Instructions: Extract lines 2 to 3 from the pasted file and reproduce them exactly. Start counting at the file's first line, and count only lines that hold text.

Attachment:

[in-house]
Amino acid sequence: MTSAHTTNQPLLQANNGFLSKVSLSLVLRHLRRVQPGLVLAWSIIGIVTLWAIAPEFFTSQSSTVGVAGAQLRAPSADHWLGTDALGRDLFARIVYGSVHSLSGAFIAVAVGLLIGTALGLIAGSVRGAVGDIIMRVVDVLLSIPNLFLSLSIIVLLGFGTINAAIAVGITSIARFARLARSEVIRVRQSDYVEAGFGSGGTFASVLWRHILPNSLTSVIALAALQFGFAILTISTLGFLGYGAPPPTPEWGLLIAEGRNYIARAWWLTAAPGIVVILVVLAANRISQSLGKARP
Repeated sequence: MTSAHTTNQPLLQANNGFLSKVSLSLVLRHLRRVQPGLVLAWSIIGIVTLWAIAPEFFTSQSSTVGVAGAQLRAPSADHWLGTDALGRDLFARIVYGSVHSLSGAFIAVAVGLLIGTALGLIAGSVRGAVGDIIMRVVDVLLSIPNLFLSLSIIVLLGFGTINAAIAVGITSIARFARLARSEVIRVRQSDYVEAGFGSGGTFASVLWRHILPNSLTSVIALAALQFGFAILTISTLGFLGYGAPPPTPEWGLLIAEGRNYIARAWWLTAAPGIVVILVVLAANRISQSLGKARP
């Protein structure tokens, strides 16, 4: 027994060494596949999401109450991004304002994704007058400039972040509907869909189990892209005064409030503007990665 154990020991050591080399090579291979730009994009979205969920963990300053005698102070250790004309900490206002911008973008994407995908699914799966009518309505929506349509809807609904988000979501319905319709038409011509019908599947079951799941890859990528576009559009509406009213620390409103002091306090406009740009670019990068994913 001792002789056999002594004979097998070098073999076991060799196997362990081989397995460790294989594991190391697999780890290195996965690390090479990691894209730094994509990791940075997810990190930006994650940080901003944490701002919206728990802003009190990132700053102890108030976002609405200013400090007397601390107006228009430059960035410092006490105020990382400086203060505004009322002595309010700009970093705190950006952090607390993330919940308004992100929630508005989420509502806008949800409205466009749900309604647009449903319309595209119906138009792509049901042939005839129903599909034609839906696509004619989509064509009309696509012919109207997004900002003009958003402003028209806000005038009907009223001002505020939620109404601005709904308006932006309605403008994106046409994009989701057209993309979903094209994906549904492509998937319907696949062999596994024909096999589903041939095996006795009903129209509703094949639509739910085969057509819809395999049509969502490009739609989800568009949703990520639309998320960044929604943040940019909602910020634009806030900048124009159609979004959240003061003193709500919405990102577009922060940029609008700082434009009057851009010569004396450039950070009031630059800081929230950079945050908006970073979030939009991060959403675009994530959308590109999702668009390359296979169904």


Amino acid sequence: MTSAHTTNQPLLQANNGFLSKVSLSLVLRHLRRVQPGLVLAWSIIGIVTLWAIAPEFFTSQSSTVGVAGAQLRAPSADHWLGTDALGRDLFARIVYGSVHSLSGAFIAVAVGLLIGTALGLIAGSVRGAVGDIIMRVVDVLLSIPNLFLSLSIIVLLGFGTINAAIAVGITSIARFARLARSEVIRVRQSDYVEAGFGSGGTFASVLWRHILPNSLTSVIALAALQFGFAILTISTLGFLGYGAPPPTPEWGLLIAEGRNYIARAWWLTAAPGIVVILVVLAANRISQSLGKARP
Repeated sequence: MTSAHTTNQPLLQANNGFLSKVSLSLVLRHLRRVQPGLVLAWSIIGIVTLWAIAPEFFTSQSSTVGVAGAQLRAPSADHWLGTDALGRDLFARIVYGSVHSLSGAFIAVAVGLLIGTALGLIAGSVRGAVGDIIMRVVDVLLSIPNLFLSLSIIVLLGFGTINAAIAVGITSIARFARLARSEVIRVRQSDYVEAGFGSGGTFASVLWRHILPNSLTSVIALAALQFGFAILTISTLGFLGYGAPPPTPEWGLLIAEGRNYIARAWWLTAAPGIVVILVVLAANRISQSLGKARP